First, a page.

Some treatment decisions are straightforward: Avoiding gluten is the only way to manage celiac disease, and there’s nothing to do for a ruptured appendix except take it out. But in many cases, we have multiple ways to treat the same condition. Patients with torn ACLs, for instance, can opt for surgery followed by physical therapy — or they can skip the operating table altogether.
What motivates patients to go under the knife when they don’t need to, or take antibiotics for infections that will clear up on their own, or pursue other unsubstantiated or unnecessary treatments? A growing body of research suggests the specific language doctors use to describe health issues can play a role.
When doctors communicate health information, they often have leeway in deciding when to be clinically precise and when to favor less formal or traditional terms. For example, a doctor might say “Runner’s knee” instead of “patellofemoral pain syndrome” to avoid freaking a patient out, or use “fat” instead of “overweight” in an effort to be weight-inclusive.
These small choices matter. In one new study, an Australian-led research team ran an experiment involving 1,308 people from five countries. Study volunteers were asked to imagine they were seeking care for shoulder pain that started two months earlier and wasn’t caused by an injury. While everyone had identical pain symptoms, they didn’t all receive the exact same diagnosis.
Volunteers diagnosed with a rotator cuff tear — a tear in one of the shoulder tendons — were considerably more likely to believe they’d need surgery than those told they had bursitis, a type of inflammation that commonly affects major joints. The findings suggest relabeling rotator cuff tears might be a simple way to bring down the number of unnecessary shoulder surgeries performed each year, says lead study author Joshua Zadro, a public health research fellow at the University of Sydney.
Other research supports the idea that doctors’ language choices can influence whether or not patients pursue unnecessary or overly aggressive treatment; Zadro discussed some of it in a recent article for The Conversation. In one study, for example, parents who were told their kids had pink eye, versus a nonspecific eye infection, were much more eager for antibiotics, despite being told they wouldn’t work. In another study, women who were told they had symptoms of polycystic ovarian syndrome were more interested in follow-up testing, and perceived their condition as more severe, compared to women who’d been told they had a hormonal imbalance. And multiple studies have shown that patients who learn they have low-risk abnormal breast cells called ductal carcinoma in situ react differently when doctors describe the condition as “cancer” or “carcinoma” rather than just “abnormal cells.”
“Labels which suggest there is a structural or anatomical issue that can be fixed by surgery seem to encourage patients to consider surgery,” says Zadro. “Labels that are less specific about the structure or point to a structural issue that can’t be fixed by surgery seem to do the opposite.”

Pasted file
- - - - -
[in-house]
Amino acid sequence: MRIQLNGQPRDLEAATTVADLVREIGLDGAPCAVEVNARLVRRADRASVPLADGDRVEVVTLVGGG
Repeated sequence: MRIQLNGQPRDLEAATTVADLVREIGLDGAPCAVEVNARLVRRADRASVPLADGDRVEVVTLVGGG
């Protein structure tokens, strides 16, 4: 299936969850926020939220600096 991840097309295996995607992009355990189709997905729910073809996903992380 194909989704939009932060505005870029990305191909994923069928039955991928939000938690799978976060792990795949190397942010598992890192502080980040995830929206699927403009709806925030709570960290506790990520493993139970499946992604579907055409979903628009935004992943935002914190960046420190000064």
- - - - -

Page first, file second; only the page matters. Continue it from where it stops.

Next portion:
Collectively, Zadro’s work and similar studies also suggest that patients are more likely to go all in on testing or invasive treatment when their diagnosis has a formal name. “More complex or medicalized labels seem to encourage people to want unnecessary (or ineffective) care,” Zadro says.
Does that mean doctors should steer clear of precise or clinical-sounding terminology whenever possible? Not necessarily. For one thing, a diagnosis can offer validation. Avoiding one at all costs, Zadro says, isn’t the answer: “This can lead to patient dissatisfaction. Patients also see health professionals as being less credible if they are not given a diagnosis. I think the message the health professional provides alongside the label is far more important than the label itself.”
Ultimately, Zadro’s study demonstrates that doctors should always consider the effects of the language they use with patients. If certain clinical terms make patients overly anxious and lead to unnecessary tests or treatment, those terms need to be explained differently or contextualized further. The same logic applies to less specific labels. “Bursitis, low-risk cells and hormonal imbalance are still valid diagnoses,” Zadro says, “but health professionals might need to provide more explanation about these diagnoses so a patient doesn’t feel like they are being dismissed.”
On the flip side, if patients know that diagnostic labels can be surprisingly influential, they might be less likely to become preoccupied with scary-sounding terms. Still, the best thing patients can do to avoid ineffective or unnecessary care, Zadro says, is ask a lot of questions. For starters, he points to the five questions recommended by Choosing Wisely, a global initiative aimed at reducing unnecessary care:
- Do I really need this test, treatment or procedure?
- What are the risks?
- Are there simpler, safer options?
- What happens if I don’t do anything?
- What are the costs?
(Choosing Wisely fleshes out these questions in more detail.)
We still have a lot to learn about the ways diagnostic labels influence patients’ perceptions of care and treatment choices. For one thing, there’s no research on the combined impact of labels and the messages or contextual information shared alongside them. Zadro plans to tackle this issue next.
For now, remember that questions are your best defense against the sneaky power of a phrase like “pink eye.”